How will your company adjust its supply chain management strategies to address rising minimum wages? The answer to this question could determine not only the changes you make to your supply chain management process, but the types of systems you use to accomplish these goals.
If you're located in a state that doesn't plan to increase its minimum wage today, we believe you could still find the following information valuable. After all, one day your state may also decide to up the minimum wage, and it's better to prepare now than later.
Here's what you need to know:
Labor intensive companies could feel the unyielding brunt of higher minimum wages more than others. Spencer Levy, head of research for CBRE in the Americas, believes e-commerce businesses, which hire manual warehouse laborers to receive and ship products, could feel the greatest impact of higher minimum wages.
"While the impact of rising minimum wages will vary across companies and the states and municipalities in which they operate, it's a near certainty that e-commerce facilities will take the biggest hit," said Levy in a press release. "Fulfillment centers and other facilities that process, sort and ship online orders tend to employ twice as many people on average as do typical warehouses and distribution centers, often expanding during peak seasons to as many as four times the average workforce."
Levy told The Wall Street Journal that e-commerce companies located in highly dense locations - typically urban ones - could feel the greatest impact for two reasons: 1) More warehouses are springing up in urban neighborhoods to meet increased consumer demand for quick service and delivery, and 2) These areas are seeing the most pressure to increase minimum wages.
However, e-commerce isn't the only industry facing pressure to manage rising minimum wages. A Purdue University study found that increasing the federal minimum wage to $15 an hour in limited-service restaurants could make restaurant expenses jump by 4.3 percent. This would put more pressure on consumers to pay the difference and more burden on intermediary suppliers to provide products at less expensive rates to keep supply chains stable and help those restaurants stay in business.
Richard Ghiselli, professor and head of the School of Hospitality and Tourism Management at Purdue University, said if companies don't want to raise prices, they could reduce their products' sizes, which would decrease supply-chain costs.
Some companies that aren't forced to increase their minimum wage may still notice their supply chain costs climb. This would happen if one of their suppliers feels obligated to increase product prices due to having to raise their employees' salaries.
While the actual cost will depend on a number of factors - such as the new wage, industry type, and product or service - CBRE Group, Inc. estimated in a report that employee labor expenses could reach $1 million for every $1 wage increase.
The level of impact the wage increase will have on companies will also differ. For example, Supply Chain Management Review noted that some companies already offer employees a wage well above the required federal minimum, and therefore they may be able to more easily adjust. Others who offer employees the bare minimum wage may struggle (at least initially) to make up losses. Further, an increase in wages for minimum-waged workers could force companies to pay managers more if they want to retain their services.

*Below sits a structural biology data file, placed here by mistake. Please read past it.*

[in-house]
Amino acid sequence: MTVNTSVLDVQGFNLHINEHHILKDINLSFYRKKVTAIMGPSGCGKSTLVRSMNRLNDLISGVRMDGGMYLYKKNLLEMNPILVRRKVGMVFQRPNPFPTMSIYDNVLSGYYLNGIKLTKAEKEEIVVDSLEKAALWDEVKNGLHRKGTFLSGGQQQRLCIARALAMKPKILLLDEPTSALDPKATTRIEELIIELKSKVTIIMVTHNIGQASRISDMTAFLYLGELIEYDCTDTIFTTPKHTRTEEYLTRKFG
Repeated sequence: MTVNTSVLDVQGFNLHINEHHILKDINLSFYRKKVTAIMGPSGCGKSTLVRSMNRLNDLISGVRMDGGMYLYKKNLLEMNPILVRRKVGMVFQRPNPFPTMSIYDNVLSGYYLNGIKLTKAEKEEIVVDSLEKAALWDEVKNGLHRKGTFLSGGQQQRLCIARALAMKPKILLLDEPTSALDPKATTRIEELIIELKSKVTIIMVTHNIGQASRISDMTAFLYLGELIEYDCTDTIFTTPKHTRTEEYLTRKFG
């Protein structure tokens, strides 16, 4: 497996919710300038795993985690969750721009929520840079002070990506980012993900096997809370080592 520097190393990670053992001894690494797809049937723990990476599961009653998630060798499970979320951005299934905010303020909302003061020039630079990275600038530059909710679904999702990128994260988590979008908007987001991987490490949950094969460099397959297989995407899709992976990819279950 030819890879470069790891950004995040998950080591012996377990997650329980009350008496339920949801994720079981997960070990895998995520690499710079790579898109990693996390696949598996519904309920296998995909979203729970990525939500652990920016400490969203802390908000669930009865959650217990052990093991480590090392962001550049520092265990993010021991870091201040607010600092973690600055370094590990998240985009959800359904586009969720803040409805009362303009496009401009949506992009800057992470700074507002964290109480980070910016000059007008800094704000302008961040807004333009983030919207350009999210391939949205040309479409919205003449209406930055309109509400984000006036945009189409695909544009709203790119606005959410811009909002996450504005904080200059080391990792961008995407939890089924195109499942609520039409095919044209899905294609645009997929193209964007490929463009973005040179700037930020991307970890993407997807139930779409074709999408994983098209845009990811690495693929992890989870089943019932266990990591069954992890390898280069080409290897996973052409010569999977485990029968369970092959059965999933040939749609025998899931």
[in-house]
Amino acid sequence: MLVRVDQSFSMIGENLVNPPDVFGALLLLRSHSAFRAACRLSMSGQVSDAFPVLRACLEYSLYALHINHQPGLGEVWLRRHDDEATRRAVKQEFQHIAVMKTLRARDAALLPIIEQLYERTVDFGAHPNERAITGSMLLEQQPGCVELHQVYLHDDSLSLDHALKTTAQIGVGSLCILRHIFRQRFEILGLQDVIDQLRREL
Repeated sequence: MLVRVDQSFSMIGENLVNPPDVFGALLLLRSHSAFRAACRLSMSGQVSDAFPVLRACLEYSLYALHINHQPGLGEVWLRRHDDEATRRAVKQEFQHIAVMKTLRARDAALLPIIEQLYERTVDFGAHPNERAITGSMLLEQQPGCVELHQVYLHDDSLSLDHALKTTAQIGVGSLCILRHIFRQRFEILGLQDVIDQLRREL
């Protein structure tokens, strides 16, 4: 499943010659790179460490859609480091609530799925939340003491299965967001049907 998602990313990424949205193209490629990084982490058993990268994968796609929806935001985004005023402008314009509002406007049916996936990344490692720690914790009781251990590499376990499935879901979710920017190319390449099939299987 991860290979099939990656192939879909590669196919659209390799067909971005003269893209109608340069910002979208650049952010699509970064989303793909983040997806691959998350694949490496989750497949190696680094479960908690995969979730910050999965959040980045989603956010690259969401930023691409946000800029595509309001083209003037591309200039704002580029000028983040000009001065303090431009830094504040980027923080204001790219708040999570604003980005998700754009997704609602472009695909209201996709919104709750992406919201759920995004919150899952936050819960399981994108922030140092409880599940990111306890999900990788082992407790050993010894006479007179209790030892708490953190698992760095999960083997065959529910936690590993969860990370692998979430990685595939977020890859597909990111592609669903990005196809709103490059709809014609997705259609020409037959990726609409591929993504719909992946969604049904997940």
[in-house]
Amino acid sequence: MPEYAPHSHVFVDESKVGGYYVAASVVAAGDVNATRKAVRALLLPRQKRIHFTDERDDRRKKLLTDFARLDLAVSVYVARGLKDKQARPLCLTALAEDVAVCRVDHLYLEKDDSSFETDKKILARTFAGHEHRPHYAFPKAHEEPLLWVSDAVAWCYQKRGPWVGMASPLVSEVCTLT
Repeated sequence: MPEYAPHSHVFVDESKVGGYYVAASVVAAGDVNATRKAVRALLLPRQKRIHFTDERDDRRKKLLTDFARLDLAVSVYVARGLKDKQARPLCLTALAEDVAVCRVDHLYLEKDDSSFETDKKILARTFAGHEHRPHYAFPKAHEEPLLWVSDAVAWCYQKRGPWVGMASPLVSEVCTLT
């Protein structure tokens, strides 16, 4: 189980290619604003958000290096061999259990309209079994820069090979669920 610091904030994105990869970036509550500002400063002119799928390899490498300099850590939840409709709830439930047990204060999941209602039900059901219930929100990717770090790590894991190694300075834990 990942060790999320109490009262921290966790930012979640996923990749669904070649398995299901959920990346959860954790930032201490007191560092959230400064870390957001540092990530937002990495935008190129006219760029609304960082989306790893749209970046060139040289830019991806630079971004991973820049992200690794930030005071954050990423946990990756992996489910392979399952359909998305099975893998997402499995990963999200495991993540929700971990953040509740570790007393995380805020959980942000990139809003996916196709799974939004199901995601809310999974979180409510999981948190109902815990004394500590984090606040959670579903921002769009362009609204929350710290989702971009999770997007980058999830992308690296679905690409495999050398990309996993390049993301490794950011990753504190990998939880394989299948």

Many states are likely to increase their minimum wages more than once over the next several years, and companies should plan accordingly.
Take for example, voters in Maine, Colorado and Arizona, who approved a ballot measure to incrementally increase their state's minimum wage to $12 an hour by 2020, according to the National Conference of State Legislatures. By 2018, New York will raise minimum wages to $15, and others will follow suit.
This type of wage increase, as we mentioned, can strain supply chains. However, by adjusting supply chain management policies, companies can better overcome matters directly related to, or that somehow affect, their supply chains. The question now is, how do businesses make these necessary changes?
We believe it all starts with the types of supply chain management systems companies use to streamline their data collection processes. These automated data collection systems provide managers with accurate data quicker than if they used manual and paper-based processes, enabling them to make more informed decisions about how to adjust their supply chain so it can handle rising costs.
However, the first step in adopting one of these systems is for managers to figure out exactly how it'll benefit their company. That's where an ROI calculator comes into play. An ROI calculator, such as one offered by RFgen Software, can help companies realize the potential return on investment by implementing a barcode and mobile data collection software solution. Simply input your inventory management, cycle counting, picking accuracy and product increases to see your ROI results.
This type of tool is the first step in helping you adjust your supply chain management strategy to ensure your supply chain doesn't falter due to higher expenses caused by rising minimum wages.
Because every automated data collection system is different, an array of products are available to help companies gain greater insight into their operations and record data quicker and more accurately. This can free workers to spend more of their time on value-creation tasks within the supply chain. As such, automation simultaneously reduces overhead and lets workers focus on generating revenue. This makes it easier for companies to take on the additional costs of a minimum wage hike.
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